Have you ever walked by your air conditioner and noticed that it’s leaking water? What about taken a look at it and noticed that there’s a stream of small droplets coming out of your system? While this causes a lot of homeowners to panic and think something has gone catastrophically wrong with their air conditioner, the truth is there’s no need to overreact. Water coming from your air conditioner is actually extremely normal, as water is a natural byproduct of the air conditioning process removing humidity from the air.
On this blog we’ll explain what causes water to form in your air conditioner and why it’s not nearly as serious of a problem as you might think.
So why is there water in your air conditioner in the first place? Does your air conditioner run on water for some reason? Well, yes and no—yes in that water is an important part of the cooling process, not in the way that your air conditioner needs to be connected to a water supply. You see, the water supply for your air conditioner is actually located all around you: in the air in your home. Air is not pure oxygen—it contains other gasses like nitrogen as well as evaporated water or water vapor.
When water vapor reaches a certain temperature, the vapor then condenses back into liquid through a process called “condensation.” You can see this principle in action right in your own home: simply make a glass of ice water and leave it on a table. After just a few short minutes, you should start seeing a thin layer of water forming on the outside of the glass. This is because the cold temperature of the glass is cold enough to make water vapor that comes in contact with it change states back to liquid form.
The same principle happens on your air conditioner’s indoor coil, also known as your evaporator coil. The refrigerant that passes through this coil is extremely cold, which means the coil itself at this point is also extremely cold. The passing water vapor in the air that’s forced over your coil condenses and sticks to the coil. The air that continues through your system and is blown out into your home through your ductwork is then significantly cooler and drier because the water vapor that was in the air making it feel humid has been removed.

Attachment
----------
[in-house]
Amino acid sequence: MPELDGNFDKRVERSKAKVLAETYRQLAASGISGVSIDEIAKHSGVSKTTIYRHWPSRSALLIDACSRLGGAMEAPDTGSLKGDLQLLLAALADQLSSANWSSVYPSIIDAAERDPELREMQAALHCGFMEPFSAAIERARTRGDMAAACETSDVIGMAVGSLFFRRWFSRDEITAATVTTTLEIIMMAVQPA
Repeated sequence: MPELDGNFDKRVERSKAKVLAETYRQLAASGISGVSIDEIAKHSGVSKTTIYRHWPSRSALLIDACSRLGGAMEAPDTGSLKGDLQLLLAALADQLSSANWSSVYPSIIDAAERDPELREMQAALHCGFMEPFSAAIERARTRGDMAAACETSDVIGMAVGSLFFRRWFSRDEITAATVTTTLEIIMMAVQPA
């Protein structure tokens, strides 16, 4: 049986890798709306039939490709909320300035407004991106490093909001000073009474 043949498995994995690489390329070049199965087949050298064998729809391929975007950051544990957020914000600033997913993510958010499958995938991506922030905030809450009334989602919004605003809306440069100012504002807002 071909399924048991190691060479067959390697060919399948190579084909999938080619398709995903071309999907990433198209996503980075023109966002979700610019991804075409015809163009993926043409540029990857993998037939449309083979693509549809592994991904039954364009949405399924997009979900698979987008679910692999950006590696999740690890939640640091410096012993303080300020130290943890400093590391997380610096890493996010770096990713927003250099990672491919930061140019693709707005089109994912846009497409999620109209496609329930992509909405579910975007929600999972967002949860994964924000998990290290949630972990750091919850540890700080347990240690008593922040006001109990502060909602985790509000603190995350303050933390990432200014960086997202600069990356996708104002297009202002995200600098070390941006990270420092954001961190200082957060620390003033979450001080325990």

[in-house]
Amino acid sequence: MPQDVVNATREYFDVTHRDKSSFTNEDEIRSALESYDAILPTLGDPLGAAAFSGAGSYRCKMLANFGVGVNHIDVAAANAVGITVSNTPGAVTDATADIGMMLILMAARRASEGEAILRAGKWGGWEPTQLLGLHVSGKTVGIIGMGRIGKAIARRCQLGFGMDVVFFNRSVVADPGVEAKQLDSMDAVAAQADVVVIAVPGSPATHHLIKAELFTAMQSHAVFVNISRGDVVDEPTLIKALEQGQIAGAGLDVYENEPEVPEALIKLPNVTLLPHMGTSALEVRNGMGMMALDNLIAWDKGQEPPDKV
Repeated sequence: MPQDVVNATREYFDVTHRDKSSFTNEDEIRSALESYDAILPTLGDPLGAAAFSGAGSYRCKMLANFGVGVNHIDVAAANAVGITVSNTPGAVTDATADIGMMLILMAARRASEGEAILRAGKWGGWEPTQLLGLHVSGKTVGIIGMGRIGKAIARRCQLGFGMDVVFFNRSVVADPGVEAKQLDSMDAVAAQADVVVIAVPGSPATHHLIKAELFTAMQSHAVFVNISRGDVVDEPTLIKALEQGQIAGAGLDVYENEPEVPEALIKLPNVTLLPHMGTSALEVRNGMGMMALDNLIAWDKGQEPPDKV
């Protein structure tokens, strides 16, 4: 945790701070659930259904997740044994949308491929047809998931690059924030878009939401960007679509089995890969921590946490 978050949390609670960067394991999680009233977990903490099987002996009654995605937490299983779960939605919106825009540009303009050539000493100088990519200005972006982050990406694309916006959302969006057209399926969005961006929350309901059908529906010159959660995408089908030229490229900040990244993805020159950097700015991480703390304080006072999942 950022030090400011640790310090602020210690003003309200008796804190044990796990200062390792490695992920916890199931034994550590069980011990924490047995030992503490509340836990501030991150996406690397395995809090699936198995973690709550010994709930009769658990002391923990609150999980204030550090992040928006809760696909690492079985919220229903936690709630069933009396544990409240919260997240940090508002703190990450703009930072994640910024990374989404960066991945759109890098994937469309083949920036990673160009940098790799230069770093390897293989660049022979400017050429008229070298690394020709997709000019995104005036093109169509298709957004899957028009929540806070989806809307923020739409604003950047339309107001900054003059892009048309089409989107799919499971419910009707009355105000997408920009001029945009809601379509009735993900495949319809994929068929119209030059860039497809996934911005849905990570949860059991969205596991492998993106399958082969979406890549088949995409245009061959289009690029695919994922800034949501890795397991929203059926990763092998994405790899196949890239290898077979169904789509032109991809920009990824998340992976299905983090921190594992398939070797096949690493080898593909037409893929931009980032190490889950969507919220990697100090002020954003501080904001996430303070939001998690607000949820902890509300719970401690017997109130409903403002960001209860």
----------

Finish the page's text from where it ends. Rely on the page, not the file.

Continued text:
Why Is There Flooding?
As you may be able to imagine, the flooding you’re experiencing in your air conditioner is merely the result of your air conditioner removing so much humidity from the air. The water that’s extracted by your air conditioner needs somewhere to go—it can’t re-evaporate nearly fast enough, especially in the colder temperatures inside your air conditioner. What usually happens is the water drips down into your drain pan, a small metal pan that’s placed beneath your coil to catch runoff water. Your drain pan is connected to a drain line which carries water runoff safely away from your home. The drain line is typically a small pipe that leads outside your home.
However, over time, these drain lines can become clogged up. Whether it’s with dirt, leaves, or other debris, the clog prevents the condensation runoff from being able to drain away as normal. As a result, the water then accumulates in your drain pan until the pan itself fills up and starts to overflow. This is when you get the flooding that you suddenly notice. Unclogging the drain line isn’t usually difficult: simply use at thin wire like a coat hanger or a plumbing auger to remove the clog and the problem should disappear.If you’ve got a problem with your air conditioner, have it inspected by a professional from the Kerrville HVAC team at 72 Degrees Air Conditioning & Heating! Call us at (830) 302-3140 today.